•  Quicked nail (cut too short)         Are you afraid to cut your pet’s nails for fear of getting too close to the quick.  This is the sensitive part of the nail containing a nerve and blood vessel.  Cutting into the quick does cause bleeding and pain which no one wants to do.  However, if the worst happens, there are ways to deal with it at home.   Remember this is for close cuts only.  If your pet breaks or tears a nail, chances are that will need to addressed by your veterinarian
  • No commercial “Quick Stop”?  No problem.  Just use flour & water paste. This is easy, readily available and will generally stop the bleeding. It helps to keep Rover quiet for a little while afterwards. As an added benefit, its completely nontoxic.
  •  My pet has a tick attached!          With the warm spring, tick season is starting early this year.  Do you know how to safely remove an attached tick?
  •  Tweezers work well for this job.  Hold the skin close to the tick’s body and gently pull back with a slight rotating motion.  If you worry about pinching your pet with tweezers, try a commercial tick remover. These are shaped like a spoon with a split in the middle for easy removal of the tick.  Another method involves squeezing the skin around the tick and gently running a credit card underneath the tick to dislodge it.  Check to see if tick’s head is attached to its body by looking at the tick, not the pet’s skin.
  •  What’s the best way to handle ticks?  Don’t handle them at all. Instead use products such as Frontline or Tick collars to prevent them from attaching in the first place.  For added protection,  remember to vaccinate for tick borne Lyme disease, just in case
  •  My pet won’t stop scratching!    What’s the most common cause of itching?  If you guessed fleas you’re correct.  Even pet’s who never venture outdoors can become infested with fleas.  Owners bring them in on pant legs; they get in through open windows or get on the porch or deck.  Remember, fleas have nothing to do with how clean your house is.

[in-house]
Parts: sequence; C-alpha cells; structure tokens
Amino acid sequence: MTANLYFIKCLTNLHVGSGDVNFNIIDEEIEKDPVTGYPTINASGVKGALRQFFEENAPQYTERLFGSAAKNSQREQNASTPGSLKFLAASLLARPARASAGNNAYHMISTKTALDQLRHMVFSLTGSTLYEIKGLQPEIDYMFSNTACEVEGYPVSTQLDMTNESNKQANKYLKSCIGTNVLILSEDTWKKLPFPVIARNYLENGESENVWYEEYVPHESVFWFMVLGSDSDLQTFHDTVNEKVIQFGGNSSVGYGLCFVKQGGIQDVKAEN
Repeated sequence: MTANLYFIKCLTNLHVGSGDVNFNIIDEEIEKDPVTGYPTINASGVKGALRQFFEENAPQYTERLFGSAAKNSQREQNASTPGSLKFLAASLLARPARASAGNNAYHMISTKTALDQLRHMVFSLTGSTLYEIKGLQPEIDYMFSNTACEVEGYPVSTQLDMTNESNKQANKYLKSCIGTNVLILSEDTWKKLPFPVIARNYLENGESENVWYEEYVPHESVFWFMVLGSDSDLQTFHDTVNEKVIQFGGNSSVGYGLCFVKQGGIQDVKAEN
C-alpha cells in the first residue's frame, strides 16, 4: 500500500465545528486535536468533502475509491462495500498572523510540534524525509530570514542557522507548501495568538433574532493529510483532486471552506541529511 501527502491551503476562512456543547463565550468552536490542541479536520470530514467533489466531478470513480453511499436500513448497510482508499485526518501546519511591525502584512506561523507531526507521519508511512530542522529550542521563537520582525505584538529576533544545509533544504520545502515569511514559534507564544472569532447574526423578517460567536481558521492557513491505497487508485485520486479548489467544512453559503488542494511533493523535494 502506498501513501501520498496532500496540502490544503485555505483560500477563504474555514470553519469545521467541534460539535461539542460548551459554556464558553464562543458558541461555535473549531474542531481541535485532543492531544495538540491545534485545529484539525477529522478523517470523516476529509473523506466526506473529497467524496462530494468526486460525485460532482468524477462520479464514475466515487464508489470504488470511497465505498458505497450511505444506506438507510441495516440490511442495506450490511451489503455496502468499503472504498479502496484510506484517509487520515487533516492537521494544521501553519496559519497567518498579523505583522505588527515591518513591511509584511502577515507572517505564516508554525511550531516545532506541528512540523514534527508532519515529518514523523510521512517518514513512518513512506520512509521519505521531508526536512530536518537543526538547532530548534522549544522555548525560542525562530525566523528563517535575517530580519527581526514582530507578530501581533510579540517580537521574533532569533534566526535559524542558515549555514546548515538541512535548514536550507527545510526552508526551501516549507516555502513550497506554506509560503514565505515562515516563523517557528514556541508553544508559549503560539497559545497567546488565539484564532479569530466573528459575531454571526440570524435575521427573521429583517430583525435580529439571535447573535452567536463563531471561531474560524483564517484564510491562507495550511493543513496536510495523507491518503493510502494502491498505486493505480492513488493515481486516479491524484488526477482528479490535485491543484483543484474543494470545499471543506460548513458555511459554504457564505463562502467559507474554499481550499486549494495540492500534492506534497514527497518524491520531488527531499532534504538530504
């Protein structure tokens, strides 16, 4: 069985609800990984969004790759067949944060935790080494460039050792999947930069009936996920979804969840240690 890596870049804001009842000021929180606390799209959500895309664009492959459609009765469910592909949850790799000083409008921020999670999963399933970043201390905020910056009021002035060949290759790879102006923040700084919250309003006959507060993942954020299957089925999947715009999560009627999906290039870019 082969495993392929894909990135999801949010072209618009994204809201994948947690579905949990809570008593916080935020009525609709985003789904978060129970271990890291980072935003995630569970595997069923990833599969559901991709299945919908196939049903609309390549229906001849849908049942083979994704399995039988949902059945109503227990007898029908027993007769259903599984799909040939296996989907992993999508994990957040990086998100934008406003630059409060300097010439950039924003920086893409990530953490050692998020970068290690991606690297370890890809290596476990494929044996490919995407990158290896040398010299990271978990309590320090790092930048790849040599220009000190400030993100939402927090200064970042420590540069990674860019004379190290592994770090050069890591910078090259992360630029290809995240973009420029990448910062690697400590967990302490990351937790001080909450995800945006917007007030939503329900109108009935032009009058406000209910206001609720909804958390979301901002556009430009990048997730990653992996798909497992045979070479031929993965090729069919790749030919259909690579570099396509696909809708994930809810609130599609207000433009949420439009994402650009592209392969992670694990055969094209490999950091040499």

•  An inexpensive flea comb is a great tool.  Comb through your pets hair looking for fleas or the black specks that are flea dirt.  Flea dirt is actually feces which contains your pet’s digested blood. Just add water and if it turns red, its flea dirt. Of course, the best way to deal with fleas is through the use of Frontline, Trifexis or other flea preventatives.
  •  Finally, everything that itches isn’t always fleas.  If there are no signs of fleas and the itching won’t stop, it’s time to see the vet.
  •  I think my pet has a mass behind his/her ear What happens If you are giving your pet a good scratch and find a lump behind the ears?  Before you rush to call the vet, double check that it isn’t just a mat of hair. Longer coated pets with fine hair can quickly develop hard mats and the heat and humidity of summer months can make tangles even tighter. Another area where mats can be a problem is the around the anus.  Hair in this area combines with stool to form a mat that can prevent your pet from defecating.  This can cause serious problems if it isn’t addressed.
  • Small mats can usually be gently teased out with your fingers.  For larger mats or anything around the anus, the safest method is electricclippers. Scissors can cut tender skin and combs can cause bruising and tears if hair is pulled too aggressively.
  •  My pet keeps scooting on my carpet.  I think its worms.     More often than not, the cause of scooting is full anal glands.  Anal glands are located on either side of your pet’s rectum and can become impacted.   Feeding a higher fiber diet can help firm stools which may help the glands empty easier but some pets simply have trouble emptying their anal glands. Whatever the reason, anyone who has ever smelled expressed anal glands does not want it on their carpets.
  •  Expressing anal glands requires gloves and a strong constitution.  We recommend you leave this up to your veterinarian or groomer.